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Last night Hubby and I bottled the Vanilla Ale, which was just about the most delicious torture imaginable. The aroma of fresh ale mixed with vanilla extract promised wonderful pints in a few weeks, once it has aged enough for drinking. Tomorrow night we’ll bottle the Chocolate Cream Stout, and then we will have 6 whole cases of homebrew ready for Thanksgiving.

As for the announcement: I will be taking a month-long vacation from posting here, though I may of course show up from time to time if I have something really noteworthy to share. In the meantime, though, I will be writing up a storm as a participant in National Novel Writing Month, which challenges participants to write a 50,000 word novel in the month of November. To do this, I will need to crank out at least 1,613 words a day, and that’s a fairly tall order for an inexperienced writer!

I am just of 4,000 words into my story, though, so I’ve made a good start. If I think it’s shaping up to be anything other than pure crap, maybe I will share a bit of it here.

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Yesterday Hubby and I, with a little help from Thing 2, bottled the Cape Cod Red. I stole a little taste, and it seemed pretty good. Two weeks from now we’ll crack open the first bottle for the official first tasting.

I’m not going to recap the whole process again, but if you’re interested, you can read about it here (that’s for you, Joe Z).

While we were bottling one batch, another was brewing on the stove. This is the first time I’ve been so ambitious as to brew one while bottling another, and it was exhausting. But I was so excited by the Vanilla Ale recipe kit that I had gotten from the Brewer’s Apprentice, that brewing could not wait for another day. I also picked up a Chocolate Cream Stout, which I’ll be brewing up one evening this week.

For a complete overview of the brewing process, go here.

This was the most complete brew kit I've bought to date. They included bottle caps and sanitizing solution.

This was the most complete brew kit I've bought to date. They included bottle caps and sanitizing solution.

I checked the beer stash this weekend, and it is depressingly low. There’s no way I’m going to get through the holidays with only one case of homebrew on hand! It’s time to get busy brewing again, and now that the weather is cool I don’t mind getting the kitchen all steamy.

Back in July I had picked up a kit from the Cape Cod Beer supply store to make their Cape Cod Red, and yesterday Hubby and I started brewing it. This was by far the most complex brew I’ve tried to date, with three types of hops and Irish moss each added at different times during the boil. We had near catastrophe with the grain sack, too, when it burnt to the bottom of the pot and ripped when I tried to remove it. I used a fine mesh sieve to scoop out as much of the loose grain as I could get, and we’ll just have to hope for the best beyond that.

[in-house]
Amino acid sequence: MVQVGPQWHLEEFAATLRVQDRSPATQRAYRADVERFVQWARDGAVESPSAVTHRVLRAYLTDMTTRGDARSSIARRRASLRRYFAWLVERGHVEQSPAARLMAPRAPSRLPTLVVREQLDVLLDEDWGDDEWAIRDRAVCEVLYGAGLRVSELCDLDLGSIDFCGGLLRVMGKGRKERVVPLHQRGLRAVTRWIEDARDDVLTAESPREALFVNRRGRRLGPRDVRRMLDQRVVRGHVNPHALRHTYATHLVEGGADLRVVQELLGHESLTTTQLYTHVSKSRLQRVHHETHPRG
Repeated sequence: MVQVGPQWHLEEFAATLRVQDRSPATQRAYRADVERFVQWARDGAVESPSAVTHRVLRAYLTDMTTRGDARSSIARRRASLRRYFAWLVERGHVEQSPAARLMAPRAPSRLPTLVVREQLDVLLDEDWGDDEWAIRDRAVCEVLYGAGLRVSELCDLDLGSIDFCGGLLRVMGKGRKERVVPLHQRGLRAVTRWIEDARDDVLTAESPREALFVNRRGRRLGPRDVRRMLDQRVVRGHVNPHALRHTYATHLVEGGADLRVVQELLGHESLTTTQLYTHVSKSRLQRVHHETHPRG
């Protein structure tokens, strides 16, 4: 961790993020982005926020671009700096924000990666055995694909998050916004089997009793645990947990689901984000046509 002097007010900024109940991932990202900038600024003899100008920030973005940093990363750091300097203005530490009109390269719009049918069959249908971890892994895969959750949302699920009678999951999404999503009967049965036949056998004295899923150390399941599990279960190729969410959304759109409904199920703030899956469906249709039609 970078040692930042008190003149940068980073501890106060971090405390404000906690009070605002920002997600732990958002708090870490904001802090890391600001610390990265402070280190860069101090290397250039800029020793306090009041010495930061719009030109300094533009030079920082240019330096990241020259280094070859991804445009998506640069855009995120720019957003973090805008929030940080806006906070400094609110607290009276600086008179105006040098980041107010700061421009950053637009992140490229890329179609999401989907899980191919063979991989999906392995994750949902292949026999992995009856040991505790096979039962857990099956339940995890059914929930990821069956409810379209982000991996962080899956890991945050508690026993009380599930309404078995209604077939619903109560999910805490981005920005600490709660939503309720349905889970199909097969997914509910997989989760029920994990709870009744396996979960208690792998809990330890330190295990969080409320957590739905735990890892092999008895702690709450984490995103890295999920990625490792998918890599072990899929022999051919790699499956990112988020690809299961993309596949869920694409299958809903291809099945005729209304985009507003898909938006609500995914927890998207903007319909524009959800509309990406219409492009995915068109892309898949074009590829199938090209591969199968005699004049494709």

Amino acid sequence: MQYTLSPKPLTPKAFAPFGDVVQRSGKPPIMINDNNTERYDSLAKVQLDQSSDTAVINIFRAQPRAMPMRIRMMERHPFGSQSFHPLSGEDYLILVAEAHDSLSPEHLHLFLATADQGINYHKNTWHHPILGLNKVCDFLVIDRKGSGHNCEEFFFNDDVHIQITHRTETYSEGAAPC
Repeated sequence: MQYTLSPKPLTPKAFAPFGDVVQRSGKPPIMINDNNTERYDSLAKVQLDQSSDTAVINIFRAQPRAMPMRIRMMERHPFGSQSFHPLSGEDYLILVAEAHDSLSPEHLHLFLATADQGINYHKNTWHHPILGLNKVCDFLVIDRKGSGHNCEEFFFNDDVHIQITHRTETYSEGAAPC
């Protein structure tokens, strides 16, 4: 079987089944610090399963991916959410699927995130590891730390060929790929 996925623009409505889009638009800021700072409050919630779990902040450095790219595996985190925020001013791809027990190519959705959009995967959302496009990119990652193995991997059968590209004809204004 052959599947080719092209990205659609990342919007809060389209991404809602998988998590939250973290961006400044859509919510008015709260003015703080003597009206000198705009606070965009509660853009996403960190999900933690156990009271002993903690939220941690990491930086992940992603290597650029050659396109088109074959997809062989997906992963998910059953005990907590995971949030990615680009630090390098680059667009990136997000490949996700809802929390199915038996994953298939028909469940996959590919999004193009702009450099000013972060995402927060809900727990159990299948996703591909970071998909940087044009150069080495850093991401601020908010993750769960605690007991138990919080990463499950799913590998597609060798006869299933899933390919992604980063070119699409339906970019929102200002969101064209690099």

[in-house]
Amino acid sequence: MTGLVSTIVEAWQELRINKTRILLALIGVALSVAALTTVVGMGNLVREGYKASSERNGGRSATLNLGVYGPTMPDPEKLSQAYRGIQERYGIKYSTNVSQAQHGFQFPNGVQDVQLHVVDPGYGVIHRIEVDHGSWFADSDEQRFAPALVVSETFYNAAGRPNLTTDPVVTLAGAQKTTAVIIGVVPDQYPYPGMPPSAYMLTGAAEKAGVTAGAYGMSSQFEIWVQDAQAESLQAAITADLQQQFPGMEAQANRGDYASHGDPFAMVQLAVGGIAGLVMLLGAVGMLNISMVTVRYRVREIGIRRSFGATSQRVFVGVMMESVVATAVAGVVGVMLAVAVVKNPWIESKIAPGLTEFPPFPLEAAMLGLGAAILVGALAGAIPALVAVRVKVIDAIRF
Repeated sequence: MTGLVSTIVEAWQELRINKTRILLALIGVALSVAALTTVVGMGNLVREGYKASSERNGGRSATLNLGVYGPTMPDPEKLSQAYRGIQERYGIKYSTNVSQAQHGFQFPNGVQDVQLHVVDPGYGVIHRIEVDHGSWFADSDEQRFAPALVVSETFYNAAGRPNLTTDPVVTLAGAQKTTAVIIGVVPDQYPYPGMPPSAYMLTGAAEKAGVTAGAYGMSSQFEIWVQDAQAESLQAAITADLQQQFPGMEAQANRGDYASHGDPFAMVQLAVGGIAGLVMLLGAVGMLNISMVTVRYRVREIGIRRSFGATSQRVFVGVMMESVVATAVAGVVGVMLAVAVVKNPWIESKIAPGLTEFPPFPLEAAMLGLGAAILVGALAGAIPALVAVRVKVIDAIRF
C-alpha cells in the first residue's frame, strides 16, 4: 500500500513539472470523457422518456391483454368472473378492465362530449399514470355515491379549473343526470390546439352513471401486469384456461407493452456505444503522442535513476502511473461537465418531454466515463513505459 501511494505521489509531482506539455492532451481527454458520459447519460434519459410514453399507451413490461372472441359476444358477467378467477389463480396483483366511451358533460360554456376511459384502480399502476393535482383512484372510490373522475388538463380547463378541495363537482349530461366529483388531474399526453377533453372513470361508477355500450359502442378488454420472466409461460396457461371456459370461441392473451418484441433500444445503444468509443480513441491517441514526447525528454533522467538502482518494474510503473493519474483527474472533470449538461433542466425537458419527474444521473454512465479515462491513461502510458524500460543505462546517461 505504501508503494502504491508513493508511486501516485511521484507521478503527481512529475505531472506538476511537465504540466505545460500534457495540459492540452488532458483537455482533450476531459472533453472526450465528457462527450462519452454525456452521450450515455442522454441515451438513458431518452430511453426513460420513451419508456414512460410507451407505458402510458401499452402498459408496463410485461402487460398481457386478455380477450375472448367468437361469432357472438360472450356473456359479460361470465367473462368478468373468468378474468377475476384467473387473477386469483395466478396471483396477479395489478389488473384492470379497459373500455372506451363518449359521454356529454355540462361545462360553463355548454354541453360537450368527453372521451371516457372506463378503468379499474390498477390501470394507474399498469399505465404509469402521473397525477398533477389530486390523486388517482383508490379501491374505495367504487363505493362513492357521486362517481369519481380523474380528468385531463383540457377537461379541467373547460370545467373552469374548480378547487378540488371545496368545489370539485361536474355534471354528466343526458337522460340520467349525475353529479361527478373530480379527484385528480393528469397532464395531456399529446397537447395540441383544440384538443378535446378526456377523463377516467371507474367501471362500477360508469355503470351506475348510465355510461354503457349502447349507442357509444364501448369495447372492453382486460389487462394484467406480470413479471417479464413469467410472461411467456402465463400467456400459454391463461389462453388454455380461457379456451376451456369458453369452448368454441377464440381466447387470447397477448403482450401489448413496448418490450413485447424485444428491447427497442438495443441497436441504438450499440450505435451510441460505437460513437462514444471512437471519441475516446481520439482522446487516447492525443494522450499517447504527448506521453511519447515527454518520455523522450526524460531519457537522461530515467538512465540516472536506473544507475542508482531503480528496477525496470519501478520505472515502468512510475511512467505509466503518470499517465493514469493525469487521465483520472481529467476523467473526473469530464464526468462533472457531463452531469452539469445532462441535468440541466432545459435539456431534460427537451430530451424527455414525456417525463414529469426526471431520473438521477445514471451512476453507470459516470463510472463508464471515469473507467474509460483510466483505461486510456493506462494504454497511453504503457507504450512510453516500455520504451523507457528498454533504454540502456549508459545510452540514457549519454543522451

The potential alcohol pre-ferment was 8%, and I just checked on it to see that it has stared bubbling, which it has. I think that given the extra bits that need to settle out thanks to the grain sack malfunction, I’m going to let this brew sit a full two weeks before bottling.

Now, this is going to make things a bit too tight for Thanksgiving. I want more than one brew around, and I don’t want to wait two weeks before getting something else going. So I’ve decided to head out to my favorite brew supply shop, the Brewer’s Apprentice, this week to get another brew kit (maybe the Chocolate Stout?) and an extra fermenting bucket. That way I’ll have at least two batches ready before Thanksgiving, which might hopefully be enough beer, but given the way my cousins go through beer, I might be wise to attempt a third.

Apple honey ale served up with Tofu kabobs, melon, slaw, and fresh corn.

Apple honey ale served up with Tofu kabobs, melon, slaw, and fresh corn.

Yes, the brew was ready eons ago. I wanted to try it immediately after vacation, but Hubby had a head cold and *gasp* had lost interest in beer. Then I got the head cold, and though I still cared dearly for my brews, I could not really taste much of anything. After that, hubby went away on a little business trip, and it didn’t feel right to taste a brew for the first time alone!

Tonight, finally, we were able to kick back and sample the ale. And it is good. Really good.

When you hear Apple Honey Ale, you might think this is a really fruity and sweet drink, but that would be incorrect. This beer is a medium brown ale with complex flavors. The apple appears briefly just at the start of the finish, and if you don’t know it’s there you won’t know exactly what you’re tasting. I suspect the honey gives the beer it’s complex taste, though it could also be from the apple extract flirting with you through the whole sip.

I think we’ll be enjoying this brew for the rest of the summer and perhaps into the fall, if it lasts that long.

Boy am I tired. Hubby and I just finished bottling the Honey Apple Ale. We now have two cases of this brew carbonating, and in two to three weeks it will be ready to drink.